sending data relating to the client from a first module in a first physical unit of the cluster server to a database server of the cluster server,
storing the data in a database with the database server, and
receiving the stored data from the database server in a second module of a second physical unit of the cluster server; wherein each of the first and second modules is a manager or client server.
Description
FIELD OF THE INVENTION

The present invention relates generally to a cluster system for serving content of a domain to clients, and more particularly relates to balancing a load over multiple servers.

BACKGROUND OF THE INVENTION

World Wide Web domain servers send a wide variety of information and services over the internet to diverse geographical areas at low cost. All of the principal Web platform technologies such as Linux, Apache, MySQL, Perl, Python, PHP, Microsoft ASP and ASP.NET, and JSP (Java Server Pages) deliver content over the web using the HTTP protocol (Hypertext Transfer Protocol). A common problem is that the performance of Web domain servers generally degrades as an increasing number of users attempt to access a domain. This degradation is often manifest in costly delays (latency) which result in lost revenue during the time when a site is unavailable.

Performance degradation is caused by a number of effects. One factor is a limitation on the capacity of the data path to carry information between the user's client and the server. As more users seek access to a server, one or more segments of a network channel between the server and internet can approach saturation, resulting in increased latency. On the other hand, the server's capacity for processing multiple incoming requests from web browser clients is limited and processing limitations can result in annoying or unacceptable latency between a client request and the server response. Under various circumstances, the latency between a client request and the server response can be also be limited by the time for data to propagate over the internet. Data sent over the internet often traverses numerous routers, servers and media, all of which impose delays. Internet latency tends to be greater when the client and web server are separated by large distances.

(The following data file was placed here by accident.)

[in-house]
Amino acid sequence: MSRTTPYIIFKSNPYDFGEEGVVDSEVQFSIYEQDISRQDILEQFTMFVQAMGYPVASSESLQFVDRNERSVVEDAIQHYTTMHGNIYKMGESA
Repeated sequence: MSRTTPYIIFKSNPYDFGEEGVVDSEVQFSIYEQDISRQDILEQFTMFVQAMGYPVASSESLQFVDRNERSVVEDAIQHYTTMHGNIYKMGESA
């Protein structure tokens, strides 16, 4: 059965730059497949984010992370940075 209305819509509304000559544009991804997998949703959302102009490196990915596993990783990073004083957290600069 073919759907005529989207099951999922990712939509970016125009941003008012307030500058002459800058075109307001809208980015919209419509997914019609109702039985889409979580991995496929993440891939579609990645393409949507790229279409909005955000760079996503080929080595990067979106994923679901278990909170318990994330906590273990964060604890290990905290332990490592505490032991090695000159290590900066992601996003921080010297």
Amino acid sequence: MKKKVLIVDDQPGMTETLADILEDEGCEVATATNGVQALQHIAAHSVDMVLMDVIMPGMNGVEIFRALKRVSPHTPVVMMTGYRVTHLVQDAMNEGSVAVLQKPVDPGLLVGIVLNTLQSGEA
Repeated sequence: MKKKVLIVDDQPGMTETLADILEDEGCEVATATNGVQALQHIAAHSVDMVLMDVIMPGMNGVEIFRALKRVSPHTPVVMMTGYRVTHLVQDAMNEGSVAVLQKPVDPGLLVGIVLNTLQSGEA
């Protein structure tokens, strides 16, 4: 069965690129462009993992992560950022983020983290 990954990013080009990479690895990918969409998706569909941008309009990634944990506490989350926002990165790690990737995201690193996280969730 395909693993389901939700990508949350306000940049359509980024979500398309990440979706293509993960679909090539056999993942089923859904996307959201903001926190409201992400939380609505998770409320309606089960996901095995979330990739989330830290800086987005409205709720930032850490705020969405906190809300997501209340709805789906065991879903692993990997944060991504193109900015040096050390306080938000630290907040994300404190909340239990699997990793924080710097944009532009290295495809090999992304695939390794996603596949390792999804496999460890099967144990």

Reliability and scalability are also important considerations for domain cluster servers. Since downtime is often costly, there is a need for domain cluster servers that operate without interruption when a physical server fails. Incremental increases in the server capability are often needed as business grows and the traffic to a domain increases. Hence there is a need for expansion and redundancy at relatively low cost.

Domain server performance can be improved by provisioning a multiplicity of physical servers to receive and/or process traffic between clients and a domain. However this has been relatively difficult or costly to effectuate in practice. One simple method for load sharing among multiple physical servers is to associate the domain name with the IP addresses of the servers in authoritative domain name servers (DNS). Ideally this would result in client requests being directed to the alternate IP addresses of different physical servers in a round robin manner. However this method does not work well in practice because DNS requests are often filled with stored data from a network cache to avoid excessive latency.